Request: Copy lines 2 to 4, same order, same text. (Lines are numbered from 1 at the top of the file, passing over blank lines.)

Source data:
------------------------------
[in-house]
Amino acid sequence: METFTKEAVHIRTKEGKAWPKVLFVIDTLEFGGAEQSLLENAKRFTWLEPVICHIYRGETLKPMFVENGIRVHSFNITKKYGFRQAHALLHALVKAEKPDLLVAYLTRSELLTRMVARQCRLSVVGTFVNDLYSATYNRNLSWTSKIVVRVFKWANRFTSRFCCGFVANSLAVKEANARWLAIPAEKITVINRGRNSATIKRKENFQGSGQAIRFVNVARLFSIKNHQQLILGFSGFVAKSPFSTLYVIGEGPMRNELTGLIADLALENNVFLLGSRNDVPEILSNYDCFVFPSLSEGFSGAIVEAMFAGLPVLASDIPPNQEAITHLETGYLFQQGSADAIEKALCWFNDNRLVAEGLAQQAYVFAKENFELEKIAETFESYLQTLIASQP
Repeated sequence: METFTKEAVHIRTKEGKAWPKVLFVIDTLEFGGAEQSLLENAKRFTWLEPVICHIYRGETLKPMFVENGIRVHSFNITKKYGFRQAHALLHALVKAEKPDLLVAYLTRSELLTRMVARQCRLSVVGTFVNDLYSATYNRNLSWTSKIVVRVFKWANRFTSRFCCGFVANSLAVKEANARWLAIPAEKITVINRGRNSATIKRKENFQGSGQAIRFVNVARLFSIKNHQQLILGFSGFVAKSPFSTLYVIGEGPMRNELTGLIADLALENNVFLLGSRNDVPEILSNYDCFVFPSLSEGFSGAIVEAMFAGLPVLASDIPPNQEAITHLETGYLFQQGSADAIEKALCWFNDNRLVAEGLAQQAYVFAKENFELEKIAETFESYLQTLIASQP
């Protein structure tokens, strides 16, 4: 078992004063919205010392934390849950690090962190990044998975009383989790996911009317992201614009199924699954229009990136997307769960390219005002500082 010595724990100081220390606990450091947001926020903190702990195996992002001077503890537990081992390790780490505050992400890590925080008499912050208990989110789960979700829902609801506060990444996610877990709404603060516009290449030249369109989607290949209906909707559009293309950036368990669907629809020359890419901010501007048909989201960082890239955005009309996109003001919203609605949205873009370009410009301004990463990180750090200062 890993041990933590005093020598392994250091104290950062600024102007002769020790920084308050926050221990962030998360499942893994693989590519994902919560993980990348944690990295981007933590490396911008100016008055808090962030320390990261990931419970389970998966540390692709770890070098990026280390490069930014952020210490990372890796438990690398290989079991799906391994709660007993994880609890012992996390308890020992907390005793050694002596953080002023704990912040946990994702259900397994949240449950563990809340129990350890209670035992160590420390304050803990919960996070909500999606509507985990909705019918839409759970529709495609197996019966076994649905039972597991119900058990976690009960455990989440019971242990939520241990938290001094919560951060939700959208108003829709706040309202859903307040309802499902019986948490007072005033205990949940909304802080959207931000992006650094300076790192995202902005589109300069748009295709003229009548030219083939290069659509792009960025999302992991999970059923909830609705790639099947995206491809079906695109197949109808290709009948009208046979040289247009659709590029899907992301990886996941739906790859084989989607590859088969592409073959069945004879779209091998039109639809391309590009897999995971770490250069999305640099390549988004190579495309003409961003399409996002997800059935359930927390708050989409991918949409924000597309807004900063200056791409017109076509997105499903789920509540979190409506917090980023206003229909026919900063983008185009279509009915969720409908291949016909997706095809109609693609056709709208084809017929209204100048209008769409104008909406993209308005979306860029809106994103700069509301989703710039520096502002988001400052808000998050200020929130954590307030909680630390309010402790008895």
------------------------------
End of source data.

Amino acid sequence: METFTKEAVHIRTKEGKAWPKVLFVIDTLEFGGAEQSLLENAKRFTWLEPVICHIYRGETLKPMFVENGIRVHSFNITKKYGFRQAHALLHALVKAEKPDLLVAYLTRSELLTRMVARQCRLSVVGTFVNDLYSATYNRNLSWTSKIVVRVFKWANRFTSRFCCGFVANSLAVKEANARWLAIPAEKITVINRGRNSATIKRKENFQGSGQAIRFVNVARLFSIKNHQQLILGFSGFVAKSPFSTLYVIGEGPMRNELTGLIADLALENNVFLLGSRNDVPEILSNYDCFVFPSLSEGFSGAIVEAMFAGLPVLASDIPPNQEAITHLETGYLFQQGSADAIEKALCWFNDNRLVAEGLAQQAYVFAKENFELEKIAETFESYLQTLIASQP
Repeated sequence: METFTKEAVHIRTKEGKAWPKVLFVIDTLEFGGAEQSLLENAKRFTWLEPVICHIYRGETLKPMFVENGIRVHSFNITKKYGFRQAHALLHALVKAEKPDLLVAYLTRSELLTRMVARQCRLSVVGTFVNDLYSATYNRNLSWTSKIVVRVFKWANRFTSRFCCGFVANSLAVKEANARWLAIPAEKITVINRGRNSATIKRKENFQGSGQAIRFVNVARLFSIKNHQQLILGFSGFVAKSPFSTLYVIGEGPMRNELTGLIADLALENNVFLLGSRNDVPEILSNYDCFVFPSLSEGFSGAIVEAMFAGLPVLASDIPPNQEAITHLETGYLFQQGSADAIEKALCWFNDNRLVAEGLAQQAYVFAKENFELEKIAETFESYLQTLIASQP
């Protein structure tokens, strides 16, 4: 078992004063919205010392934390849950690090962190990044998975009383989790996911009317992201614009199924699954229009990136997307769960390219005002500082 010595724990100081220390606990450091947001926020903190702990195996992002001077503890537990081992390790780490505050992400890590925080008499912050208990989110789960979700829902609801506060990444996610877990709404603060516009290449030249369109989607290949209906909707559009293309950036368990669907629809020359890419901010501007048909989201960082890239955005009309996109003001919203609605949205873009370009410009301004990463990180750090200062 890993041990933590005093020598392994250091104290950062600024102007002769020790920084308050926050221990962030998360499942893994693989590519994902919560993980990348944690990295981007933590490396911008100016008055808090962030320390990261990931419970389970998966540390692709770890070098990026280390490069930014952020210490990372890796438990690398290989079991799906391994709660007993994880609890012992996390308890020992907390005793050694002596953080002023704990912040946990994702259900397994949240449950563990809340129990350890209670035992160590420390304050803990919960996070909500999606509507985990909705019918839409759970529709495609197996019966076994649905039972597991119900058990976690009960455990989440019971242990939520241990938290001094919560951060939700959208108003829709706040309202859903307040309802499902019986948490007072005033205990949940909304802080959207931000992006650094300076790192995202902005589109300069748009295709003229009548030219083939290069659509792009960025999302992991999970059923909830609705790639099947995206491809079906695109197949109808290709009948009208046979040289247009659709590029899907992301990886996941739906790859084989989607590859088969592409073959069945004879779209091998039109639809391309590009897999995971770490250069999305640099390549988004190579495309003409961003399409996002997800059935359930927390708050989409991918949409924000597309807004900063200056791409017109076509997105499903789920509540979190409506917090980023206003229909026919900063983008185009279509009915969720409908291949016909997706095809109609693609056709709208084809017929209204100048209008769409104008909406993209308005979306860029809106994103700069509301989703710039520096502002988001400052808000998050200020929130954590307030909680630390309010402790008895």